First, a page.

Zany the Life Preserver

Zane’s a seven-year-old white lab who’s lived on Bainbridge Island his entire life. Technically his name is Zane but everybody calls him Zany. The name fits him well, as it might many labs. Bouncy, full of life and love, every moment something new to explore and savor, that’s the breed norm.
His owners were having a very bad year, and by autumn things were spiraling downward past unemployment (after 25 years at the same job, Dad was laid off) into marital separation and moving off island.  Robin, the fourteen year old daughter, and Zany, her inseparable pal, were hanging in there like a couple of shipwreck victims clinging to a single preserver. But it was a precarious hold. And it finally slipped away.
Zany needed to find a new home.
This was not a casual decision by any stretch. Indeed, it came well after the resolutions to move and break up the marriage. It was probably the hardest decision of them all. But with looming financial disaster and a new rental in the city that wouldn’t allow dogs (Robin was moving with her Dad into Seattle near Lake Union while Mom took a job in San Jose), the family tried to focus on what was best for Zany.  And Zany had always lived on island, with space to run, water to swim in, and trees to pee on.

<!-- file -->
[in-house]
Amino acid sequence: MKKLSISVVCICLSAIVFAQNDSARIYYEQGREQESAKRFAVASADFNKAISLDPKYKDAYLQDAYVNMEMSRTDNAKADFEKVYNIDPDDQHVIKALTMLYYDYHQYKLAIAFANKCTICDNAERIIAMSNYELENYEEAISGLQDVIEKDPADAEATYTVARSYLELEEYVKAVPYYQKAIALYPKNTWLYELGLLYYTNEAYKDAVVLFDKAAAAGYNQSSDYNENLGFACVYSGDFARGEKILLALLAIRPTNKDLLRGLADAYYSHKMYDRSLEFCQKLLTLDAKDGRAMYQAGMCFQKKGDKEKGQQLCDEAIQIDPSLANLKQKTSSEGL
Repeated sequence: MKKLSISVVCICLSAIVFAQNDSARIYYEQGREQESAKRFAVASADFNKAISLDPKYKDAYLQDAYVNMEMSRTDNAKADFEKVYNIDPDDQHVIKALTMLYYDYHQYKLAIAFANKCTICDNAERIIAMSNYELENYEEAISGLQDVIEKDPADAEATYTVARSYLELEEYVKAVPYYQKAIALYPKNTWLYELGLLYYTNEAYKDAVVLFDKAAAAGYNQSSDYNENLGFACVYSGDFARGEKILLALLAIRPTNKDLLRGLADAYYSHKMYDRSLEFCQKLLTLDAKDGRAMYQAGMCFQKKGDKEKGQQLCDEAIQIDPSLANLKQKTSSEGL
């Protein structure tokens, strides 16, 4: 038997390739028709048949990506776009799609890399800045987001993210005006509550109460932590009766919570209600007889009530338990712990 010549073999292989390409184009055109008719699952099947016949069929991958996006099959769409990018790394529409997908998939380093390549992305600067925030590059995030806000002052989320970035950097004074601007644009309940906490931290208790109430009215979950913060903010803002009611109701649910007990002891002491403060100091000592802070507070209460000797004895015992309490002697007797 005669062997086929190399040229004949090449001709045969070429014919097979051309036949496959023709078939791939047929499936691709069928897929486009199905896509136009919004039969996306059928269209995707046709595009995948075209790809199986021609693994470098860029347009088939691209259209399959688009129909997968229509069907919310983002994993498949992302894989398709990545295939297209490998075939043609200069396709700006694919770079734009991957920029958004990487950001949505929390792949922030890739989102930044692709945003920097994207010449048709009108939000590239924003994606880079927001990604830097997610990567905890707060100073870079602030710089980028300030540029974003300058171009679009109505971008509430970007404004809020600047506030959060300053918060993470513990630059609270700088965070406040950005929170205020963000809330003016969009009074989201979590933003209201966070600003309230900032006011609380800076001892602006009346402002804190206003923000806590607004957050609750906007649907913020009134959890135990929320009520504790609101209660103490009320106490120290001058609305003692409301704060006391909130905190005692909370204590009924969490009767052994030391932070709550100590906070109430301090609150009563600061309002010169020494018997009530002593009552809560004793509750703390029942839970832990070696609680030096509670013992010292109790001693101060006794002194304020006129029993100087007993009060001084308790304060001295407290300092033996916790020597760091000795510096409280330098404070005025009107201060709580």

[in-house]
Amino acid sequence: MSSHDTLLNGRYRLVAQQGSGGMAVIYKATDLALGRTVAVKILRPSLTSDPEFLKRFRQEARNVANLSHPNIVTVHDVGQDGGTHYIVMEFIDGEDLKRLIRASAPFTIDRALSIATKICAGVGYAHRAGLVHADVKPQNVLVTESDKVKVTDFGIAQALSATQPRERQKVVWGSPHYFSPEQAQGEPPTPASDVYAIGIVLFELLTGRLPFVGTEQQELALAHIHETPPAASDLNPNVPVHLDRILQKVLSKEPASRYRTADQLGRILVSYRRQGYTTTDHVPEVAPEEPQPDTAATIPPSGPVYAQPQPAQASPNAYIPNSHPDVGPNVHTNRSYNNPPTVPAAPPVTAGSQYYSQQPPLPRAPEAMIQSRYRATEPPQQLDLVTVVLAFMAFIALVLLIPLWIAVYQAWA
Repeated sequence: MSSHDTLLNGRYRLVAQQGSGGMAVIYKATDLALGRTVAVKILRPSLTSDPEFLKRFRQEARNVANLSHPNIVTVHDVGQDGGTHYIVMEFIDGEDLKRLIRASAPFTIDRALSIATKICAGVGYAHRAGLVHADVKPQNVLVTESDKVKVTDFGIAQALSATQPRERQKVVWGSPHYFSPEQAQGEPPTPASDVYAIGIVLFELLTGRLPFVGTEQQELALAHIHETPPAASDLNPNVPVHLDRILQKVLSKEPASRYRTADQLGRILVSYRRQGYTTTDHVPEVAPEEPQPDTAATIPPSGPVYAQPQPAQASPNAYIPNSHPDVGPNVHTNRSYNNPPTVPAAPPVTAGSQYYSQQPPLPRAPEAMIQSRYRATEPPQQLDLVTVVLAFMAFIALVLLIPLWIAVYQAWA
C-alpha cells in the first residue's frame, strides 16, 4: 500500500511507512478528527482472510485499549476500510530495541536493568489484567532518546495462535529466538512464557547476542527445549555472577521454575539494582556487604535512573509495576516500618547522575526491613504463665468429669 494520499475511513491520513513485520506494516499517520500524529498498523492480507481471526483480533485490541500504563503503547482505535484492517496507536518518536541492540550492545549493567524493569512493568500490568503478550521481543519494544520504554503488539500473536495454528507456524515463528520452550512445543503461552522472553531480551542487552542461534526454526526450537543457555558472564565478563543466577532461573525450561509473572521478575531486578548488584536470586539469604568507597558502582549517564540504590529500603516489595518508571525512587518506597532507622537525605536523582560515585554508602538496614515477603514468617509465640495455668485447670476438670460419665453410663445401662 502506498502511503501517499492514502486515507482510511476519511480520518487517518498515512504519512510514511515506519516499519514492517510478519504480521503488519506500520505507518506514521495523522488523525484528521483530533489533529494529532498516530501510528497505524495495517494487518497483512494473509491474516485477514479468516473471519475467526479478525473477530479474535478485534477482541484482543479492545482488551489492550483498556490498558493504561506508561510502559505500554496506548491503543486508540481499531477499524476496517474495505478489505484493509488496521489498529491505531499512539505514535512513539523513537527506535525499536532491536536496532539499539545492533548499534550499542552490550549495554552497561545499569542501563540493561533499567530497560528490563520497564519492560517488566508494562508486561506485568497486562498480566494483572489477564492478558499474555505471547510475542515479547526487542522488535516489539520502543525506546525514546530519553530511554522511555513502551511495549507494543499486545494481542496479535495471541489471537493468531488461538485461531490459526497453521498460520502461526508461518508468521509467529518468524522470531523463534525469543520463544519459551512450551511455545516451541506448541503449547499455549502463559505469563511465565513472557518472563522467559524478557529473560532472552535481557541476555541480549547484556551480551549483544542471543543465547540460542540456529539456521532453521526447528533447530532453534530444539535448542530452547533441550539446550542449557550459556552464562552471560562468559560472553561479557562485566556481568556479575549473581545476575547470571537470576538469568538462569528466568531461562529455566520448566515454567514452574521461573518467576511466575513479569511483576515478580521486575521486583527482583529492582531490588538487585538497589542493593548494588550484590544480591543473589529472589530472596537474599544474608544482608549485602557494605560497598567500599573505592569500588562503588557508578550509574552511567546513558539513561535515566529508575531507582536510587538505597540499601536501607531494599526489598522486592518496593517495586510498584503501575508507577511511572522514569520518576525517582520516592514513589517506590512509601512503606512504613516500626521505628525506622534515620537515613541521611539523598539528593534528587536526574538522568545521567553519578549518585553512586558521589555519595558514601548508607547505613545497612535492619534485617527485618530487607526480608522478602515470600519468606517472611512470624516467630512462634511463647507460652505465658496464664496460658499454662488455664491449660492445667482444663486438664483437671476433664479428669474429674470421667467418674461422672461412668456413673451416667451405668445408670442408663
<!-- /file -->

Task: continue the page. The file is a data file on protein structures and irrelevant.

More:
The initial attempt at homefinding proved disastrous too. Thinking they were doing the right thing by not burdening friends, the family placed an ad on craigslist. In typical good intentioned-but-naïve Island fashion the ad read “Free Lab to good home.”
The rats came scurrying out of the walls.
The poor folks were inundated with overly casual and downright dubious inquiries from places like Nigeria. Even relatively local responses from, say, Bremerton, were often from inebriated and/or drugged Internet trollers. More often than not an email query would consist of less-than-one-line blurbs such as:
”Still got the dog?”
“Does it like cats?”
“He a chewer?”
I’m being generous here with the spelling too.
Needless to say none of these meth labs got hold of poor Zany. The family pulled the ad after a few tearfully frustrating days. Following that, a friend who’d been watching the events unfold found a wonderful family in Idaho that was very interested. They came over for a daylong visit one afternoon and, upon leaving, all parties decided Zany had his new home!